Craig students expand minds with after-school Spanish program
Knez: Elementary-level learning increases later mastery of language
April 29, 2016
Learning another language can open up the world to a student, and the sooner the groundwork is laid the better.
Kids at Ridgeview Elementary SchoolRidgeview Elementary School have received an introduction to the Spanish language as part of an after-school program this semester, offered for the first time at the school. have received an introduction to the Spanish language as part of an after-school program this semester, offered for the first time at the school.
Ridgeview Elementary School have received an introduction to the Spanish language as part of an after-school program this semester, offered for the first time at the school.
"The Ridgeview parent community really valued a language opportunity for our children," said Principal Amber Clark, noting that designing the sessions as an extracurricular activity was the best way to meet the need.
The weekly courses are intended to provide a casual approach to the dialect with activities and vocabulary and build an interest in being bilingual.
Jessica Knez, language instructor for Moffat County High SchoolMoffat County High School, began working with a small group of Ridgeview students earlier this year., began working with a small group of Ridgeview students earlier this year.
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Moffat County High School, began working with a small group of Ridgeview students earlier this year.
Classes are similar to what a high school freshman enrolled in Spanish might learn but at a slower pace, such as days of the week, numbers and weather conditions.
The simple sentence "Está lloviendo" — "It's raining" — is an example of conversational Spanish that provides basis for further learning.
The level of immersion is not intense enough to expect fluency, but creating a foundation is key, Knez said.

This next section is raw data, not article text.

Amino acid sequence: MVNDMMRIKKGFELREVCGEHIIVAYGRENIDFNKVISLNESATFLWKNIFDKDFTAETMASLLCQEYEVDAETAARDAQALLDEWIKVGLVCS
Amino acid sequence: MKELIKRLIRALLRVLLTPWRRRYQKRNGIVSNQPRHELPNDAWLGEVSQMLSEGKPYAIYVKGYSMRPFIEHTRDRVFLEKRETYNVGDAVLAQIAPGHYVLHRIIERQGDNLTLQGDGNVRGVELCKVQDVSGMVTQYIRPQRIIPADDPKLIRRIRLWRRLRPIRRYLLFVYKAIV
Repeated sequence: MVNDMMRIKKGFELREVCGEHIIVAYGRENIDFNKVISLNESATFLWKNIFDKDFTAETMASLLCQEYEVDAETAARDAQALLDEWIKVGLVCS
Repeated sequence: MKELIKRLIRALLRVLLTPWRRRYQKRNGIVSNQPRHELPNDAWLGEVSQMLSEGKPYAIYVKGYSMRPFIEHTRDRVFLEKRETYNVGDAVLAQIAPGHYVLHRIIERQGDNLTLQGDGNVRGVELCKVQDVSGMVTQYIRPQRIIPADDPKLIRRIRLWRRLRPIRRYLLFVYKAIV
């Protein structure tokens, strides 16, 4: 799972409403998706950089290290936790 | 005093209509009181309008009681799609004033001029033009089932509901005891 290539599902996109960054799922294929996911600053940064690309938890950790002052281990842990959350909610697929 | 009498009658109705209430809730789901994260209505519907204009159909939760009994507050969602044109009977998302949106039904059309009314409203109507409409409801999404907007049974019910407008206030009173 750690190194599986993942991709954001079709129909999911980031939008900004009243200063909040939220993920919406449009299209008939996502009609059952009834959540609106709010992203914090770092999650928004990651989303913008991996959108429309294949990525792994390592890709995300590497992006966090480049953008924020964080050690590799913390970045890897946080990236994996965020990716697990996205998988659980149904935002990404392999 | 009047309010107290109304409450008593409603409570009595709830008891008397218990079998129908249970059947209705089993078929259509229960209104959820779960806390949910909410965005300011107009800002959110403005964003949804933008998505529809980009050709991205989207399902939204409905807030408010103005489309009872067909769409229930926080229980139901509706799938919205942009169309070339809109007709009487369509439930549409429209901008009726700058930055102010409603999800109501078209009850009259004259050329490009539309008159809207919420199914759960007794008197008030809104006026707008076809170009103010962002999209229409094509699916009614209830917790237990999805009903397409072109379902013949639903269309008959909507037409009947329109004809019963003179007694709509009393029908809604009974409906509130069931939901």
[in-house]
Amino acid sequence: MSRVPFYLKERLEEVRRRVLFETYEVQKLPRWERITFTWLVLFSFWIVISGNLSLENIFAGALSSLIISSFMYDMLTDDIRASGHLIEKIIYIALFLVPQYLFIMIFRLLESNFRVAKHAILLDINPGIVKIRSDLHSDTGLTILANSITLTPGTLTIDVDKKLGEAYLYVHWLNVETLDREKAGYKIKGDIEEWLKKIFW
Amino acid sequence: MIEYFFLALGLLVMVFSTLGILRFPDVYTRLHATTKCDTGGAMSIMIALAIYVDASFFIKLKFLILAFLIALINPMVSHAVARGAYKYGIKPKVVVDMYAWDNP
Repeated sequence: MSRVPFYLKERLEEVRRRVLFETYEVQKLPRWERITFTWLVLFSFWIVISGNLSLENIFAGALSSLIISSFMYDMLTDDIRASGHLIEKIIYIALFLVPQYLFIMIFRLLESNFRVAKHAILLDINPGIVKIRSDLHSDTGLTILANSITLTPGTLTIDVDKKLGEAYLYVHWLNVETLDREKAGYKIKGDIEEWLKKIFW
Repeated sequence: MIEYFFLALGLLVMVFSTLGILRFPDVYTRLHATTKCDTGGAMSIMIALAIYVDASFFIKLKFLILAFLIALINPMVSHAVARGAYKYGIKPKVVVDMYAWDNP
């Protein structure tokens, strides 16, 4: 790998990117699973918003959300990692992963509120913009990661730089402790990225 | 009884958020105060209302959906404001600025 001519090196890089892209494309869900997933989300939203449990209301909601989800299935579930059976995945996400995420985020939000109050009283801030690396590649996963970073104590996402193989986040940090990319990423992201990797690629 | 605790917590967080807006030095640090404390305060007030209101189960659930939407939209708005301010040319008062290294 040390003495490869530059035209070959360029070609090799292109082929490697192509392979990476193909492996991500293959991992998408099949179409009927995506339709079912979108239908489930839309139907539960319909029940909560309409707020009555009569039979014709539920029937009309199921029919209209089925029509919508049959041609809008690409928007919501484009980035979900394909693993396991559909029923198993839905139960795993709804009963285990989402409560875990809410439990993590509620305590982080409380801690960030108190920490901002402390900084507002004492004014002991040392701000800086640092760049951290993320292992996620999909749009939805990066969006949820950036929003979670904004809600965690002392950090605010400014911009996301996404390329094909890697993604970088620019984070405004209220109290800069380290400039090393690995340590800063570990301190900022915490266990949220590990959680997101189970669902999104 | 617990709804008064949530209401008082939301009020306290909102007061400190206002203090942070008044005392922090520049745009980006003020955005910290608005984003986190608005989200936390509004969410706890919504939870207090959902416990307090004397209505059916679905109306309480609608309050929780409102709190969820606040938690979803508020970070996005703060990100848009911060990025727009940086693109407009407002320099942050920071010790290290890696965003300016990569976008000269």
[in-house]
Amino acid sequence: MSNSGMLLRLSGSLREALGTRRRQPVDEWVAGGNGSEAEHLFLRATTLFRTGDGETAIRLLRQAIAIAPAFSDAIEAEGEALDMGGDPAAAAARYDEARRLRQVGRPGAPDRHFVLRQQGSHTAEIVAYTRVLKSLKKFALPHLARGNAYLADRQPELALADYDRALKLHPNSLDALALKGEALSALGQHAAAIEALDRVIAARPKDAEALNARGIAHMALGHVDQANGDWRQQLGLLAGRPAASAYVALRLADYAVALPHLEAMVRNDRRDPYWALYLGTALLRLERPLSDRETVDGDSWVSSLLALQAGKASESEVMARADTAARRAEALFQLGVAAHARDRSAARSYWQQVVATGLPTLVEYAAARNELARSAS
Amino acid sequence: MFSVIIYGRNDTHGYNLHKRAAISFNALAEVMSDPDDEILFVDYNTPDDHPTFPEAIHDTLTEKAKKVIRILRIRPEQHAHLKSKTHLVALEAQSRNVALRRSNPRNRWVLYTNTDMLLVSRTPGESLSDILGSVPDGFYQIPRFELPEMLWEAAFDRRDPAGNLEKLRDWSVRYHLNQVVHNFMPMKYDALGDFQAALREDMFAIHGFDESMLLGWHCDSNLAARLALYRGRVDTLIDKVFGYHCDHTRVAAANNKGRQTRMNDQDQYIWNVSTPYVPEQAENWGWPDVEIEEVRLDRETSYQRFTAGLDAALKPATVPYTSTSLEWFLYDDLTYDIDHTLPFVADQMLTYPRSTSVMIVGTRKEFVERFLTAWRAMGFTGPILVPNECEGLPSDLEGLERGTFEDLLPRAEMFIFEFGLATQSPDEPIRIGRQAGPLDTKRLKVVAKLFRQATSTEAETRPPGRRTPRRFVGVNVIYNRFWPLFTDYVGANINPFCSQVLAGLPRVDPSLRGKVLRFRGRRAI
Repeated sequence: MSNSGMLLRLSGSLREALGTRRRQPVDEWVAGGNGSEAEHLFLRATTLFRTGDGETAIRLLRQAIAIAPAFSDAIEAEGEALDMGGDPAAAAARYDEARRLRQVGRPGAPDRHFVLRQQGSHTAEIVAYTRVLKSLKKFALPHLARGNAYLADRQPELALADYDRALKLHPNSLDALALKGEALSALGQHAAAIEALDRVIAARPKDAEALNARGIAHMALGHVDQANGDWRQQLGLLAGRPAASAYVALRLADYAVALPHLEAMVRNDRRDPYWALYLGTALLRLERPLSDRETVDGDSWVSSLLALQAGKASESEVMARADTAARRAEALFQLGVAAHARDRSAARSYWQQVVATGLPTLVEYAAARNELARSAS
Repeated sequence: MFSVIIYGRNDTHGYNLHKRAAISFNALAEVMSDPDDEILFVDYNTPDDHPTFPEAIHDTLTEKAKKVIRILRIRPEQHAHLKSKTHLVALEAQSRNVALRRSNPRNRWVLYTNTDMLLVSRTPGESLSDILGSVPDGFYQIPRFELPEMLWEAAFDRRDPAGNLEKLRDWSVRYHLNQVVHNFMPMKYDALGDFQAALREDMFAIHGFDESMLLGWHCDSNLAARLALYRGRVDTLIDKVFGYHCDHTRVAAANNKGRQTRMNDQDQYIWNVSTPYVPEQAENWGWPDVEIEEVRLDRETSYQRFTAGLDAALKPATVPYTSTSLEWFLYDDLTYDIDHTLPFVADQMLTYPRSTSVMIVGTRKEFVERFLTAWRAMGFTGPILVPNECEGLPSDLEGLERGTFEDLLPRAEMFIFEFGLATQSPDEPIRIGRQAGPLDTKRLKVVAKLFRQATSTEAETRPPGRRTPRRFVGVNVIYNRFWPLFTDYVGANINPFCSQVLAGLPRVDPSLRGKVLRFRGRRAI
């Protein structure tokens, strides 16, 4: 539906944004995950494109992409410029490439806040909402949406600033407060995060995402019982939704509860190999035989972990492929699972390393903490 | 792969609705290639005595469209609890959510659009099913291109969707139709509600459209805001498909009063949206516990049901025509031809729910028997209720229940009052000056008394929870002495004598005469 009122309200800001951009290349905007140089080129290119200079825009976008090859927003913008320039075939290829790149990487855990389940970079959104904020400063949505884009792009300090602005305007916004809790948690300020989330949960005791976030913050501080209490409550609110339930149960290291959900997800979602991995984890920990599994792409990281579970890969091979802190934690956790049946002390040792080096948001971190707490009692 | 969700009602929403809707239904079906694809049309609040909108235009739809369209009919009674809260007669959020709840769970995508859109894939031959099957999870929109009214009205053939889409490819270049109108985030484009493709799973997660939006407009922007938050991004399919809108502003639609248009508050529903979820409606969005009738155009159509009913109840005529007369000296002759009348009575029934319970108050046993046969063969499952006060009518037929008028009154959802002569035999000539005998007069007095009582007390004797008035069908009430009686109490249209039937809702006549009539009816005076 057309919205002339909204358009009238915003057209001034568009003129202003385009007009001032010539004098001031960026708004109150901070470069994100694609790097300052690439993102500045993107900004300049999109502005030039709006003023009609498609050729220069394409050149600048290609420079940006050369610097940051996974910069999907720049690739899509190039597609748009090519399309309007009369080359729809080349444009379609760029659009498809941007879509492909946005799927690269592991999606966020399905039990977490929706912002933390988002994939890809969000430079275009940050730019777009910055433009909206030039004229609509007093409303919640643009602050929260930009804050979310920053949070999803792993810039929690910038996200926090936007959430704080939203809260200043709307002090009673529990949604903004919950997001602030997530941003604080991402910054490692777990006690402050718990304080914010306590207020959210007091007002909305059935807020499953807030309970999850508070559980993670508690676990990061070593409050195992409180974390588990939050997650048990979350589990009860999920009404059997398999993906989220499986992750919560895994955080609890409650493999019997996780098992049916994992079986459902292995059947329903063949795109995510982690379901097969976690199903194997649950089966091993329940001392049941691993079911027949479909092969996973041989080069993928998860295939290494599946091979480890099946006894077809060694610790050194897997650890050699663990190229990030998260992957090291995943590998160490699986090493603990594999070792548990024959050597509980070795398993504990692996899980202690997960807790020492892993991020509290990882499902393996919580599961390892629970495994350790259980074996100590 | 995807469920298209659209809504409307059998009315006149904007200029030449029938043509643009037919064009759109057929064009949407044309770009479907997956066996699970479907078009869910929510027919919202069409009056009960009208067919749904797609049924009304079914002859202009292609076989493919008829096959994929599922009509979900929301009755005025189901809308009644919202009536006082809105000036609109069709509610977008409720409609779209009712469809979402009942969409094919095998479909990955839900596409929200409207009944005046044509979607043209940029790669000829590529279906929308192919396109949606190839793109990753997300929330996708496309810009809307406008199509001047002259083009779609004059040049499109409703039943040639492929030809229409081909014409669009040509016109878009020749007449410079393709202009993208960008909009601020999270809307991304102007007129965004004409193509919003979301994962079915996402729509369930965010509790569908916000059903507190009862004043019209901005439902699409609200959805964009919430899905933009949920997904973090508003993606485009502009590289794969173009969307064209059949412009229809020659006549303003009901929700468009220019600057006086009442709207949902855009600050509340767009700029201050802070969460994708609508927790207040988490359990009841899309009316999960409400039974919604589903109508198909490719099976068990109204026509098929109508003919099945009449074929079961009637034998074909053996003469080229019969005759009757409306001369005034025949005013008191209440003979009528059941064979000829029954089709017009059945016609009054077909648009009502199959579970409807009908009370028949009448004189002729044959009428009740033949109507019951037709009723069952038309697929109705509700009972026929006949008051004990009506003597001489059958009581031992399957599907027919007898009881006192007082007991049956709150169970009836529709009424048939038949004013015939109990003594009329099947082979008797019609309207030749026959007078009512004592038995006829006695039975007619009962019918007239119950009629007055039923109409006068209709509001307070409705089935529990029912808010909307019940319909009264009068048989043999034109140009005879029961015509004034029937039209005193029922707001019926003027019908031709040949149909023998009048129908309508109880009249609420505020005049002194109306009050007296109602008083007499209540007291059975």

"I feel like kids at this age retain a little bit more in the week that I give them than my older kids that I see every other day," she said, noting that educational studies show learning new material often sticks more at the elementary level.
Making the process fun is also important. Repeating phrases off flash cards helps instill the pronunciation and definition, but students got more of a visual association of how to verbally articulate hair and eye color through the board game "Guess Who?
After a session, second-grader Brooklyn Garcia went through some of the words she learned en Español for basic body parts, pointing to her cabeza (head) and ojos (eyes).
Learning something new in different ways each week is part of what she enjoys.
"It was really fun to go up into the computer lab and play these games where you learned about Spanish and animals," Garcia said.
Nurturing the desire to learn more is part of the goal, Knez said, and though high school and college are years away, elementary school truly can set the tone for the future.
"The kids that do have the experience of learning Spanish or any other language, once they get up to those higher levels and it's more high stakes, it's a little bit easier for them once they've been immersed and know what it takes," she said.